Tuesday, May 31, 2016

X-Men: Apocalypse Adoption Movie Review

En Sabah Nur, the ancient destroyer, is returning after being buried under the ruins of Egypt for thousands of years. He is the original mutant, and his powers are thought to exceed those of any other. He gathers four lieutenants to himself and increases their power, and intends to cleanse the Earth in order to have only strong survivors left in order to advance the cause of evolution. The X-Men must work to stop him, while also dealing with the fact that mutants still are not trusted by the general population. 


The Adoption Connection

Charles Xavier runs a school for mutants; it’s a boarding school, but they seem to become somewhat of a family.

One character loses his wife and child in one moment; his loss drives him to rage.

A child asks her father what happened to his parents; his parents were taken away, but he promises her that he will never be taken away from her; however, the police to come to try to take him away while the girl looks on in a state of panic.

One character learns that another character is his father; they meet, but the father does not learn of the relationship. The son says that one day, he might tell his father.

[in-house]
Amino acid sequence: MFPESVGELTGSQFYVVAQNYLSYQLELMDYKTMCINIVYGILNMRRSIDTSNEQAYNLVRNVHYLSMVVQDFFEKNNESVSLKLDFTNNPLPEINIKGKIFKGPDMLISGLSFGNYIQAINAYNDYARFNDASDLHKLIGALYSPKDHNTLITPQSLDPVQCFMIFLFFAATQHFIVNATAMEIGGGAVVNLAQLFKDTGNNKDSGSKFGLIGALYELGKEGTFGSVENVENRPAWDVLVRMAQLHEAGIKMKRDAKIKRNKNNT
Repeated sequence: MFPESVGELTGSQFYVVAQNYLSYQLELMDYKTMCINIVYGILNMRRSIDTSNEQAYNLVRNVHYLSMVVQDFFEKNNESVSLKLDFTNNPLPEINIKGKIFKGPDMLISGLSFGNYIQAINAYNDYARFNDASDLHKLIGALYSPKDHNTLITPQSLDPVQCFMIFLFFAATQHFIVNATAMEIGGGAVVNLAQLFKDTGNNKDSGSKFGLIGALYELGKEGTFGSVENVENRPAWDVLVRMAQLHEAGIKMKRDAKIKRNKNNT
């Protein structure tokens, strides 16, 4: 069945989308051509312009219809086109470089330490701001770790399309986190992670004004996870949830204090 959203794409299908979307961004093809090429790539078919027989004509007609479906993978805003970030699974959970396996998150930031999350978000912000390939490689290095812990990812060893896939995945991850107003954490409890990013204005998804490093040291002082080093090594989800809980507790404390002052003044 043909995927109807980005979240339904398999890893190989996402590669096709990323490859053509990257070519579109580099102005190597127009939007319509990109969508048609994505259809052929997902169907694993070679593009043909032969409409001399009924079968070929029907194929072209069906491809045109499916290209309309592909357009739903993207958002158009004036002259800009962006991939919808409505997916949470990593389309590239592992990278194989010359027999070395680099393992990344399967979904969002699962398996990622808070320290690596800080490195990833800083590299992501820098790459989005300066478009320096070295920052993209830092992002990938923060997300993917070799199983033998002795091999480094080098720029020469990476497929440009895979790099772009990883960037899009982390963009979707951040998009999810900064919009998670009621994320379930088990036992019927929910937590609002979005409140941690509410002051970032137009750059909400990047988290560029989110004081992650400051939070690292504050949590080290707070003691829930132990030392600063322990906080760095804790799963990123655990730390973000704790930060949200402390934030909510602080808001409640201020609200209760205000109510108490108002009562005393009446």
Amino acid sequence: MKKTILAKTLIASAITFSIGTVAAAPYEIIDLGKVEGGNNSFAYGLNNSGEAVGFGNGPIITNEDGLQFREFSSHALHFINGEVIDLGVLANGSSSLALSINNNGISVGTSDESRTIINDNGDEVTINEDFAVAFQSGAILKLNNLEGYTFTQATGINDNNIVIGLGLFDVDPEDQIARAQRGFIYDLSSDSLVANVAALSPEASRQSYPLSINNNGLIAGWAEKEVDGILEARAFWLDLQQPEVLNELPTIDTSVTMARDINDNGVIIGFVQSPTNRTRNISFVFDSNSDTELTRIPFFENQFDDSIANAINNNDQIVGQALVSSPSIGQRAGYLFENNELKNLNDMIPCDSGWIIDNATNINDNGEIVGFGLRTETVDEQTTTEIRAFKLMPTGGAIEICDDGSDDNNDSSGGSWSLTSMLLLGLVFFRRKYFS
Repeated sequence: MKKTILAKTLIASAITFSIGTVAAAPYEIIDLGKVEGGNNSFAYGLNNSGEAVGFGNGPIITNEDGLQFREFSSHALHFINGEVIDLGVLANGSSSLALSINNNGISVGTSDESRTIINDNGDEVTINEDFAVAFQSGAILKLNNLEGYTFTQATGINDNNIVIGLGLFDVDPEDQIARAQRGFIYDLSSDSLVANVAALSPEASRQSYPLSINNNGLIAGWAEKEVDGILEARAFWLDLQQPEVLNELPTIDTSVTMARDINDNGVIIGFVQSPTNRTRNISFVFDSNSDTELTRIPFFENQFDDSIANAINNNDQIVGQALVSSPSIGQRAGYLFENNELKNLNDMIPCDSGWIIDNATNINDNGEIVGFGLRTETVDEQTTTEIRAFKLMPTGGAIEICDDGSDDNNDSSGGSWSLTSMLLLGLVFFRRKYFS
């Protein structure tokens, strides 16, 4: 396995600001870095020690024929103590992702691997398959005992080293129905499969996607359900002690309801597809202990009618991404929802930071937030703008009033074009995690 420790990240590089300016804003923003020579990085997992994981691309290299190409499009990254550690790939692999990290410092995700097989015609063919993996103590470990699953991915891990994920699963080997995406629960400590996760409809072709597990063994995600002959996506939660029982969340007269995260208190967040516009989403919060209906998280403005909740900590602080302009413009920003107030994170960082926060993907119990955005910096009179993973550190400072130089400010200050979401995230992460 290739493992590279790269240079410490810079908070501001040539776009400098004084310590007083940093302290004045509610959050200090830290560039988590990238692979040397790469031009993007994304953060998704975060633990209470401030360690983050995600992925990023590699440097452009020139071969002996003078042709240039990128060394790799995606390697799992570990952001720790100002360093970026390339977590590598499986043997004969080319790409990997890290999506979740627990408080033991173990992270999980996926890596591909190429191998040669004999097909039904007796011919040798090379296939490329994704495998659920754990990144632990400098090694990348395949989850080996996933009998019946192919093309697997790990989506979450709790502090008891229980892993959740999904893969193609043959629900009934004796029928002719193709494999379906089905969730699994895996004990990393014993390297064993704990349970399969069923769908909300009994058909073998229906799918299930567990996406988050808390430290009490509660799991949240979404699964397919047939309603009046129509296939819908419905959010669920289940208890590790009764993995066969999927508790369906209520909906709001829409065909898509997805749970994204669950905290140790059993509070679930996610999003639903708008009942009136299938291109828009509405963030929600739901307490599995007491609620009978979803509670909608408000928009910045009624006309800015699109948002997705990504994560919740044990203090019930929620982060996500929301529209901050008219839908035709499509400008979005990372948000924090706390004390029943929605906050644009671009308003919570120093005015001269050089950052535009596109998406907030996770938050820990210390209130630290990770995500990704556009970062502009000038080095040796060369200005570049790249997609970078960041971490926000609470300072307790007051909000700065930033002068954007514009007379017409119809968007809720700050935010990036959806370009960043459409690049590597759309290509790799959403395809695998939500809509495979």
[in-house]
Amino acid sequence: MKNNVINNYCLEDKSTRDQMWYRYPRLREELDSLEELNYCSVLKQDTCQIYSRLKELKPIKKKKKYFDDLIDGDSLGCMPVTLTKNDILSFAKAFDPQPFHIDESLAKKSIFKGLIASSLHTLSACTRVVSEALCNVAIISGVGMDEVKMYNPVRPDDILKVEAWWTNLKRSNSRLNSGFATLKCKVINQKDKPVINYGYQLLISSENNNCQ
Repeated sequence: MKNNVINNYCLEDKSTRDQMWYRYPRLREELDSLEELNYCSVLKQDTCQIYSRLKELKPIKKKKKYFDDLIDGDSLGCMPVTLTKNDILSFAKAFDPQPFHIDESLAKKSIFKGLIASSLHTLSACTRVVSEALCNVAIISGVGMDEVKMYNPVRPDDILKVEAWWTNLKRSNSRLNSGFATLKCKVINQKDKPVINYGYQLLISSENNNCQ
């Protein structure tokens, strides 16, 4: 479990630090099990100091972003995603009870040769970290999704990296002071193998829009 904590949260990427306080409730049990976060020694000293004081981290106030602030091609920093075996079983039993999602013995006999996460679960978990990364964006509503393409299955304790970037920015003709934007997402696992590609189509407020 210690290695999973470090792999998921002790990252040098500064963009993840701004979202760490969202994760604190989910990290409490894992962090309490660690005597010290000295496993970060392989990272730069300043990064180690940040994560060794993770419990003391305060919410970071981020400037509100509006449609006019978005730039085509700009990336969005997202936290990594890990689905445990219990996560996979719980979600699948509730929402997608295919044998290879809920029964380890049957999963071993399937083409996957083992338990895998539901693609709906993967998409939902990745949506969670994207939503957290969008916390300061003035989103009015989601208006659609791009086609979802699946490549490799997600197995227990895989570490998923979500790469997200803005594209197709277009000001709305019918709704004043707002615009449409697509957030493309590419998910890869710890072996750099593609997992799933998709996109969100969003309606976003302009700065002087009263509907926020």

Strong Points

Through Xavier’s persistent acceptance and understanding, many of the mutants have come to develop a familial bond with each other that helps them persevere and overcome great adversity.  


There are some graphic blade injuries shown, which could disturb some viewers.

Weak Points

One character expresses his desire to make others suffer deep emotional pain at the loss of their loved ones. A child and her mother are killed on screen by an errant arrow shot by a police officer.  No one ever seems to show regret for people that they kill.


X-Men: Apocalypse will likely draw an audience of kids, pre-teens, teens and adults. There are some scenes of semi-graphic blade and gun violence that could be disturbing to children who have experienced violence, and a scene where a father mourns his slain wife and child could be triggering for some. The story is captivating, and the positive, enduring, and forgiving relationships between many of the mutants are uplifting and refreshing. This could be a good choice for most viewers ages 13 and up, provided that the potential triggers are not more than they can handle.  

Questions for Discussion

If you could send thoughts into someone’s mind, without having to see them or say the words out loud, who do you think you would talk to?

If you could go anywhere, in an instant, where would you go?

Raven has become like family to Magneto. Who in your life has become family or “like family” to you, even though they once were not? 

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